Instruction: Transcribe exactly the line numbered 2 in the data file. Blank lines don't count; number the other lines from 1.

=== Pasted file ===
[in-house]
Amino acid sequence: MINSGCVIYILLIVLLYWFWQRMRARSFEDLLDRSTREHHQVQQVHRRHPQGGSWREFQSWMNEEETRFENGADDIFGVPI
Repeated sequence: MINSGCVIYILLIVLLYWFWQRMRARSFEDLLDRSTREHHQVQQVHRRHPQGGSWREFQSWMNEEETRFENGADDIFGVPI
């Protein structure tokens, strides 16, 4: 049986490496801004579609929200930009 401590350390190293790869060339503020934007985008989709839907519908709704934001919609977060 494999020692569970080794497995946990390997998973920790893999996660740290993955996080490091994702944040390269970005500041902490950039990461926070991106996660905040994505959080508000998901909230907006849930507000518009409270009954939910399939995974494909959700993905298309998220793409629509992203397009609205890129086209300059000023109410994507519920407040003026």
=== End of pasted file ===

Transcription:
Amino acid sequence: MINSGCVIYILLIVLLYWFWQRMRARSFEDLLDRSTREHHQVQQVHRRHPQGGSWREFQSWMNEEETRFENGADDIFGVPI